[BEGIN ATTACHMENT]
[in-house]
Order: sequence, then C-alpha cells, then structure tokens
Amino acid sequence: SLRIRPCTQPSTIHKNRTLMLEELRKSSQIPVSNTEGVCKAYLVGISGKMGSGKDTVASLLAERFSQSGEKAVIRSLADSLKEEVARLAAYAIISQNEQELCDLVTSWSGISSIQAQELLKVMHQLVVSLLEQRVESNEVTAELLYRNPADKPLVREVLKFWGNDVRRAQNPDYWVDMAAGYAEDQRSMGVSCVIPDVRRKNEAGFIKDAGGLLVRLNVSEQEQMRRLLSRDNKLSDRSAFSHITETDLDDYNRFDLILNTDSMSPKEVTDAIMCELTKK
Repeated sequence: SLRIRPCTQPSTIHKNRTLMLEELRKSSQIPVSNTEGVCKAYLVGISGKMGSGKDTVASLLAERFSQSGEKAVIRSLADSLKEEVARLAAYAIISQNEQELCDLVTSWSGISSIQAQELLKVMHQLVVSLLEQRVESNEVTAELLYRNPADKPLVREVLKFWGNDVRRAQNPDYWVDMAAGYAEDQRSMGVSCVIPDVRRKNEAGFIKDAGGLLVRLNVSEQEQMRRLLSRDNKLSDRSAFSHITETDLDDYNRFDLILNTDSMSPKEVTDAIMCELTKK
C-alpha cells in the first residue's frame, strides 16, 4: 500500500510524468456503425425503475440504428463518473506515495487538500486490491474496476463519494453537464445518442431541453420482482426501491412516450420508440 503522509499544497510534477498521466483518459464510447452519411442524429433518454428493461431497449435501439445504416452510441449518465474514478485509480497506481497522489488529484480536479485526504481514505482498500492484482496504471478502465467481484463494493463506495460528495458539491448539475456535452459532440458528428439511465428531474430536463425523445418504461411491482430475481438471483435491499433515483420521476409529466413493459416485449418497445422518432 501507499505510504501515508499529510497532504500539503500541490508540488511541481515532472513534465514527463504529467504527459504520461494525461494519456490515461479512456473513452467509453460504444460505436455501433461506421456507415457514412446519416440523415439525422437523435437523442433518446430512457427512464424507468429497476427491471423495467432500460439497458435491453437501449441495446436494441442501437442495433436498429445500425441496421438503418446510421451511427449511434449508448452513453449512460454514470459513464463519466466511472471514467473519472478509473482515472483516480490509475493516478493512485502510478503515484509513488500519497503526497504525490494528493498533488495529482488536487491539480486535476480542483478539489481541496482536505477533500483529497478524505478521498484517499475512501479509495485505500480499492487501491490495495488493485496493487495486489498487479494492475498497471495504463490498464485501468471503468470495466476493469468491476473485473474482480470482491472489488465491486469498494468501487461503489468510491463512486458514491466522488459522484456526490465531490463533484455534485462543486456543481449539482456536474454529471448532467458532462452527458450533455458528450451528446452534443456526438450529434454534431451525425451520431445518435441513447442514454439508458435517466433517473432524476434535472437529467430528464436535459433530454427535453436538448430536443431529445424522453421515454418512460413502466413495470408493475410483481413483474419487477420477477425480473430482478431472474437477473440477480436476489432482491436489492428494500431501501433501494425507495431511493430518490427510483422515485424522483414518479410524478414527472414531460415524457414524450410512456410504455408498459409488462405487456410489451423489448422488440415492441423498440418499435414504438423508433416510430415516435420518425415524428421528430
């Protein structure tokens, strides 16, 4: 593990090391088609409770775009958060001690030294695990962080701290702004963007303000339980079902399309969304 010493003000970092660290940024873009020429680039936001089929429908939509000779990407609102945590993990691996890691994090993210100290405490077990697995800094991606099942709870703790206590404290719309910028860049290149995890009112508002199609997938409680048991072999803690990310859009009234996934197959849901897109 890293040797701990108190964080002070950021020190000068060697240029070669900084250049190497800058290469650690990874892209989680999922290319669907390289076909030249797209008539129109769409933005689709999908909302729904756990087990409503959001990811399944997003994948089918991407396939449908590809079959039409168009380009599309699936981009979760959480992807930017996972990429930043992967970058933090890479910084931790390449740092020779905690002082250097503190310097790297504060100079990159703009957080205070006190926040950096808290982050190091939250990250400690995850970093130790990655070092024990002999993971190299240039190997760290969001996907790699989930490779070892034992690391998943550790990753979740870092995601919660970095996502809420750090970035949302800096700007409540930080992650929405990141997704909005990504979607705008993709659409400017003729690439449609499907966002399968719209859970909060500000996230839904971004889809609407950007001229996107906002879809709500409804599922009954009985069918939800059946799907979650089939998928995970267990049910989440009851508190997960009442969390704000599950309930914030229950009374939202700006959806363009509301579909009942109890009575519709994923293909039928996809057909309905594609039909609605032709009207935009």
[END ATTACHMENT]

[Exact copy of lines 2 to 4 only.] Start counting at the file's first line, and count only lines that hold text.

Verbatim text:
Order: sequence, then C-alpha cells, then structure tokens
Amino acid sequence: SLRIRPCTQPSTIHKNRTLMLEELRKSSQIPVSNTEGVCKAYLVGISGKMGSGKDTVASLLAERFSQSGEKAVIRSLADSLKEEVARLAAYAIISQNEQELCDLVTSWSGISSIQAQELLKVMHQLVVSLLEQRVESNEVTAELLYRNPADKPLVREVLKFWGNDVRRAQNPDYWVDMAAGYAEDQRSMGVSCVIPDVRRKNEAGFIKDAGGLLVRLNVSEQEQMRRLLSRDNKLSDRSAFSHITETDLDDYNRFDLILNTDSMSPKEVTDAIMCELTKK
Repeated sequence: SLRIRPCTQPSTIHKNRTLMLEELRKSSQIPVSNTEGVCKAYLVGISGKMGSGKDTVASLLAERFSQSGEKAVIRSLADSLKEEVARLAAYAIISQNEQELCDLVTSWSGISSIQAQELLKVMHQLVVSLLEQRVESNEVTAELLYRNPADKPLVREVLKFWGNDVRRAQNPDYWVDMAAGYAEDQRSMGVSCVIPDVRRKNEAGFIKDAGGLLVRLNVSEQEQMRRLLSRDNKLSDRSAFSHITETDLDDYNRFDLILNTDSMSPKEVTDAIMCELTKK